2. Charity is enjoined towards such. "Take them to you, receive them into your houses" (Romans 12:13; Luke 5:29). When they fly for their religion and lives, supply their wants, though not just of your opinion. Do not force them to practise what they cannot freely do, but receive them into your arms, love and converse, that you may instruct them and win them into your communion. Let not little differences cause the greatest distances (ver. 3).

3. The limitation of this exception. "Not to doubtful disputations."

I. DISPUTATIONS ARE NOT EASILY JUDGED OF BY SUCH AS ARE WEAK IN FAITH. This is evident from the first dispute that ever was in the world.

1. By this first dispute with the serpent, our first parents were foiled when in uprightness and strength of the image of God. But now sinful man is in a much more dark and doleful state. For —(1) He cannot form an idea of anything as it is in itself (1 Corinthians 8:2; 2 Corinthians 3:5).(2) His judgment, therefore, must needs be dubious or wrong whereby he is to compare things that differ or agree (Hosea 9:7; Isaiah 5:20; Hebrews 5:14).(3) His conclusions, therefore, must needs be distorted from these premisses; and the errors in the first and second concoction are not corrected and amended by the third. He who cannot make one straight step, can never take three together.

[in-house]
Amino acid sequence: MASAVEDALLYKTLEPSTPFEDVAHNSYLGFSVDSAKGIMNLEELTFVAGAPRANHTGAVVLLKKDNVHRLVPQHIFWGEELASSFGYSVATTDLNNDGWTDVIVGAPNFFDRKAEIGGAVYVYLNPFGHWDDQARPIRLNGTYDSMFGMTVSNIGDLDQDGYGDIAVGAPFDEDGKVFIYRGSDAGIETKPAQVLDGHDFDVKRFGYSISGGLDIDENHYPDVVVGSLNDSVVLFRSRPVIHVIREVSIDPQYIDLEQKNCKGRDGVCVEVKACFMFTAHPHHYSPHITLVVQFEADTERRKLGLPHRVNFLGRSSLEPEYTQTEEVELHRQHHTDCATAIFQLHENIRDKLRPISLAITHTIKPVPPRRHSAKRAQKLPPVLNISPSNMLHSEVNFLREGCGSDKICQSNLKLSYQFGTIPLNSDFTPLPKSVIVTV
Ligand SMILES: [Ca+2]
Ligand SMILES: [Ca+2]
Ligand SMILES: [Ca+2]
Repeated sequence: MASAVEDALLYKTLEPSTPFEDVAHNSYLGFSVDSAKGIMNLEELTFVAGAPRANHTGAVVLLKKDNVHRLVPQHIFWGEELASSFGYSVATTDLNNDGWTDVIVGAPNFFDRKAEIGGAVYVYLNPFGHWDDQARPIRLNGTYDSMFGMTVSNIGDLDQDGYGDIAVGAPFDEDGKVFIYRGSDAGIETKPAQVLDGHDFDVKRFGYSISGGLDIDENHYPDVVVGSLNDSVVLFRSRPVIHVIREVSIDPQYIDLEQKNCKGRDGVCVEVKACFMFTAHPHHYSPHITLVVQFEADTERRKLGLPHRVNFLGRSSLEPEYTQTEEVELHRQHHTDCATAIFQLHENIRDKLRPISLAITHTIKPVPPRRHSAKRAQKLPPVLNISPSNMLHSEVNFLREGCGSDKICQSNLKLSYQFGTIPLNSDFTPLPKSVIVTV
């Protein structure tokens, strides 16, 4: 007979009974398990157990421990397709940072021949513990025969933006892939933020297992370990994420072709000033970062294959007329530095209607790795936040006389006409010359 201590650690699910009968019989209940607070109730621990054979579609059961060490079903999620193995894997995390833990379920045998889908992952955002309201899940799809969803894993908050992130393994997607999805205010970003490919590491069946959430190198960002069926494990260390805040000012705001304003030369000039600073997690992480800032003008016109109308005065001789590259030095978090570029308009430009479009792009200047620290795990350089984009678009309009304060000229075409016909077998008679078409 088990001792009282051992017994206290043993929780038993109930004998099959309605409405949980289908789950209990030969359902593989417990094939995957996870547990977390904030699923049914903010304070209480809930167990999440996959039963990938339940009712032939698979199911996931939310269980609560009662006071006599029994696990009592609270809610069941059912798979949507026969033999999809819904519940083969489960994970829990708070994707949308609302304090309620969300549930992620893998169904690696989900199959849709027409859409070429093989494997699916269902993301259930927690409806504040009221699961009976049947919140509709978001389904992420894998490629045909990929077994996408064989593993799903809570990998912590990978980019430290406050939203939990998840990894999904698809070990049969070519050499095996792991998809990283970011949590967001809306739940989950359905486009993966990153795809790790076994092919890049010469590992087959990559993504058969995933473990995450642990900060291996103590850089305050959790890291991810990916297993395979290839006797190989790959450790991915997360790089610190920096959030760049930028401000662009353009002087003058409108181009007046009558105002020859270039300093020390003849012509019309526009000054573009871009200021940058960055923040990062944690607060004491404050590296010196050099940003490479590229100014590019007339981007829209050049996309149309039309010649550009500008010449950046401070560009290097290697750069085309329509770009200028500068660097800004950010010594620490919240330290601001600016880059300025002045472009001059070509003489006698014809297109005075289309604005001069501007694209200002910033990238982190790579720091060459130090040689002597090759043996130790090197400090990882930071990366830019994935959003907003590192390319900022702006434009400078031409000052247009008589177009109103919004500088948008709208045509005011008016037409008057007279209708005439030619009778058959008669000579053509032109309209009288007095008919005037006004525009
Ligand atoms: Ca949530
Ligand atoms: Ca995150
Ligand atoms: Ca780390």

2. As we are lame in our feet by our naturals, so even those who by the light of the gospel and grace are brought over to better understanding, yet by virtue of the old craziness they are not thoroughly illuminated and refined. The very apostles themselves were plainly told by our Saviour of His sufferings and resurrection, yet "they understood none of these things" (Luke 18:33, 34; Luke 24:45). Paul says, We "know" but "in part" (1 Corinthians 13:12). We see but one side of the globe. These weak Jews were zealous for their ceremonies; the Gentiles, as hot for theirs; let no man think himself infallible, for these were all mistaken.

3. Nothing so convulseth men's reason as interest.

II. THE PRACTICE OF HOLY DUTIES IS THE READY WAY TO HAVE OUR MINDS ENLIGHTENED IN THE KNOWLEDGE OF PRINCIPLES. These practical duties —

1. Give light (John 3:21). The very entrance into the command giveth light (Psalm 119:130); the door is a window to him that hath a weak sight.

2. Advance light. Every step a man takes he goeth into a new horizon, and gets a further prospect into truth.

3. Keep from error or help out of it. Communion with the saints, e.g., as in a team if one horse lash out of the way, if the others hold their course, they will draw the former to the right path. "If any man will do this will of God, he shall know of the doctrine" (Psalm 35:14).